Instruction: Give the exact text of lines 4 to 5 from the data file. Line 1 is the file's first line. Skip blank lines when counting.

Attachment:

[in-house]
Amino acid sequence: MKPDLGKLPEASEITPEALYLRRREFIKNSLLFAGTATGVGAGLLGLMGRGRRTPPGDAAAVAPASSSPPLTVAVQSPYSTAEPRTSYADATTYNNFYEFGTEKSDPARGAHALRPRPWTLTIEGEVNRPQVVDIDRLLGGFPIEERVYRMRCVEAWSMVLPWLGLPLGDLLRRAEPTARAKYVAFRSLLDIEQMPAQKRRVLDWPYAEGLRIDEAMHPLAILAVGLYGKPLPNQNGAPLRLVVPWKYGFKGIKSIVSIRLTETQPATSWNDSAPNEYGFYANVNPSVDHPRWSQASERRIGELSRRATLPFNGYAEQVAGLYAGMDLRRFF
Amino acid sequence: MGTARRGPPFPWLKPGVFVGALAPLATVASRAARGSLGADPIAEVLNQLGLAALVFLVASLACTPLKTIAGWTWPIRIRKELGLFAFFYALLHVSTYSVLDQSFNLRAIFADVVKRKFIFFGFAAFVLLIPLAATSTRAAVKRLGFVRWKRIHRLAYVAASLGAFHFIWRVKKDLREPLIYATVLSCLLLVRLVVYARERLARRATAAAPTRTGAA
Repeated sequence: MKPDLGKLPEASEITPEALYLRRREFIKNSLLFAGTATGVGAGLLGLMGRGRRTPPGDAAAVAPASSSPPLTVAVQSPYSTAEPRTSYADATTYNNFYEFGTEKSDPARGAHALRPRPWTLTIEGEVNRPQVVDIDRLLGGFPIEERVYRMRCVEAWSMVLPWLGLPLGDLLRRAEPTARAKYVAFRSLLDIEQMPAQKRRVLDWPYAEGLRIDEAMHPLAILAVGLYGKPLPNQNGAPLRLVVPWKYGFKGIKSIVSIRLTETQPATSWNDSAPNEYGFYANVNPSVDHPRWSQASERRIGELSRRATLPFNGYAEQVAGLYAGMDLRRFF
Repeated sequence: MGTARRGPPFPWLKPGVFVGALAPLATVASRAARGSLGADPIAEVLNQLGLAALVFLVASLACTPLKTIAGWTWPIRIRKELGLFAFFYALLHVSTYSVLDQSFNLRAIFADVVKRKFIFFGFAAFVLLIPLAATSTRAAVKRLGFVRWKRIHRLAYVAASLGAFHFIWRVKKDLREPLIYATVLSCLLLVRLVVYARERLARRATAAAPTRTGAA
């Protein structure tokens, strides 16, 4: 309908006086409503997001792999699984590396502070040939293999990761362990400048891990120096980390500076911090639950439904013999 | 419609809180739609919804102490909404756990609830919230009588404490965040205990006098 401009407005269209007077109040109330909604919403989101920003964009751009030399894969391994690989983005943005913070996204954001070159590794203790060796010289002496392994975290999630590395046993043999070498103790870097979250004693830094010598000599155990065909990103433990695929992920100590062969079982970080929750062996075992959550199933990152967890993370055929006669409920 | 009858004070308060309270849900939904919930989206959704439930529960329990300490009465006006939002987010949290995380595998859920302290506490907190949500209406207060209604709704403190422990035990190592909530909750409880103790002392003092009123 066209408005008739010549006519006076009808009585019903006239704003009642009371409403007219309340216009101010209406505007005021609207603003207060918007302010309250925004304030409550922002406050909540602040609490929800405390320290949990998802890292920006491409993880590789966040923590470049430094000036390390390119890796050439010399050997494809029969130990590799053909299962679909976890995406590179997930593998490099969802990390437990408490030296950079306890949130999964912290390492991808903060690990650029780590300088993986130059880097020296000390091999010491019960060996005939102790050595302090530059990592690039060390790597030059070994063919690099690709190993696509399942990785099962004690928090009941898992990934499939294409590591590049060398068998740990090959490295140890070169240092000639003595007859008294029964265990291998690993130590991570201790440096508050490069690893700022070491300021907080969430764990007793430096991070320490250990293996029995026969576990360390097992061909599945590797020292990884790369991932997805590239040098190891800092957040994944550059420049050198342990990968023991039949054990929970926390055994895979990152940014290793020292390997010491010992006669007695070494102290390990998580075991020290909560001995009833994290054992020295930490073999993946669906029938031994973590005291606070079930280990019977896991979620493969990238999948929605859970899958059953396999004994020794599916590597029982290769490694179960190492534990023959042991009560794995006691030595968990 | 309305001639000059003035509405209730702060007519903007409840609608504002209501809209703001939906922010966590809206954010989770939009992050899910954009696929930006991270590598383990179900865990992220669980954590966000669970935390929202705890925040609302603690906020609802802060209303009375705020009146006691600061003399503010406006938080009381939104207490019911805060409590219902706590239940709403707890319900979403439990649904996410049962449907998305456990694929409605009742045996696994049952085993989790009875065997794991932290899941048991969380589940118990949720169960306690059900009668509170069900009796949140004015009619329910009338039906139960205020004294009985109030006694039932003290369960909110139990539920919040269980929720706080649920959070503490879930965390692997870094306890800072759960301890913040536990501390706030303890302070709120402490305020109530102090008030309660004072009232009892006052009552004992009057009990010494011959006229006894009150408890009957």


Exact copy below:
Repeated sequence: MKPDLGKLPEASEITPEALYLRRREFIKNSLLFAGTATGVGAGLLGLMGRGRRTPPGDAAAVAPASSSPPLTVAVQSPYSTAEPRTSYADATTYNNFYEFGTEKSDPARGAHALRPRPWTLTIEGEVNRPQVVDIDRLLGGFPIEERVYRMRCVEAWSMVLPWLGLPLGDLLRRAEPTARAKYVAFRSLLDIEQMPAQKRRVLDWPYAEGLRIDEAMHPLAILAVGLYGKPLPNQNGAPLRLVVPWKYGFKGIKSIVSIRLTETQPATSWNDSAPNEYGFYANVNPSVDHPRWSQASERRIGELSRRATLPFNGYAEQVAGLYAGMDLRRFF
Repeated sequence: MGTARRGPPFPWLKPGVFVGALAPLATVASRAARGSLGADPIAEVLNQLGLAALVFLVASLACTPLKTIAGWTWPIRIRKELGLFAFFYALLHVSTYSVLDQSFNLRAIFADVVKRKFIFFGFAAFVLLIPLAATSTRAAVKRLGFVRWKRIHRLAYVAASLGAFHFIWRVKKDLREPLIYATVLSCLLLVRLVVYARERLARRATAAAPTRTGAA